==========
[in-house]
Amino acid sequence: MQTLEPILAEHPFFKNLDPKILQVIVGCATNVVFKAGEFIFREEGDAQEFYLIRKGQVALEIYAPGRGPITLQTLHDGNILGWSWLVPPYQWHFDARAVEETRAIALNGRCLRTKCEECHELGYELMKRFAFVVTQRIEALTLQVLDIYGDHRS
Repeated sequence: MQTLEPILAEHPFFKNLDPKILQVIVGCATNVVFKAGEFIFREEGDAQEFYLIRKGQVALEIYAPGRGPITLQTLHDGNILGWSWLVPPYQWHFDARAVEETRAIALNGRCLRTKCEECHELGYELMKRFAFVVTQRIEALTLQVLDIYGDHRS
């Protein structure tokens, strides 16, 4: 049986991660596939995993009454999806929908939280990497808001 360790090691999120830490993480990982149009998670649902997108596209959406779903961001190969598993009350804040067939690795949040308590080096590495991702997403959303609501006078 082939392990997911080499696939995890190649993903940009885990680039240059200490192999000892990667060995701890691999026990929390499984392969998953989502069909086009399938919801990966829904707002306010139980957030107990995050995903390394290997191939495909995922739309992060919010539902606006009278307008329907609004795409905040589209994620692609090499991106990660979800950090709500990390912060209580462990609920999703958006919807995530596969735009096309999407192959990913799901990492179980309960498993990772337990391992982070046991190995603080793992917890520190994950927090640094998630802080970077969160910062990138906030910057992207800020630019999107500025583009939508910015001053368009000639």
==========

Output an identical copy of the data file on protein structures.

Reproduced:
[in-house]
Amino acid sequence: MQTLEPILAEHPFFKNLDPKILQVIVGCATNVVFKAGEFIFREEGDAQEFYLIRKGQVALEIYAPGRGPITLQTLHDGNILGWSWLVPPYQWHFDARAVEETRAIALNGRCLRTKCEECHELGYELMKRFAFVVTQRIEALTLQVLDIYGDHRS
Repeated sequence: MQTLEPILAEHPFFKNLDPKILQVIVGCATNVVFKAGEFIFREEGDAQEFYLIRKGQVALEIYAPGRGPITLQTLHDGNILGWSWLVPPYQWHFDARAVEETRAIALNGRCLRTKCEECHELGYELMKRFAFVVTQRIEALTLQVLDIYGDHRS
């Protein structure tokens, strides 16, 4: 049986991660596939995993009454999806929908939280990497808001 360790090691999120830490993480990982149009998670649902997108596209959406779903961001190969598993009350804040067939690795949040308590080096590495991702997403959303609501006078 082939392990997911080499696939995890190649993903940009885990680039240059200490192999000892990667060995701890691999026990929390499984392969998953989502069909086009399938919801990966829904707002306010139980957030107990995050995903390394290997191939495909995922739309992060919010539902606006009278307008329907609004795409905040589209994620692609090499991106990660979800950090709500990390912060209580462990609920999703958006919807995530596969735009096309999407192959990913799901990492179980309960498993990772337990391992982070046991190995603080793992917890520190994950927090640094998630802080970077969160910062990138906030910057992207800020630019999107500025583009939508910015001053368009000639």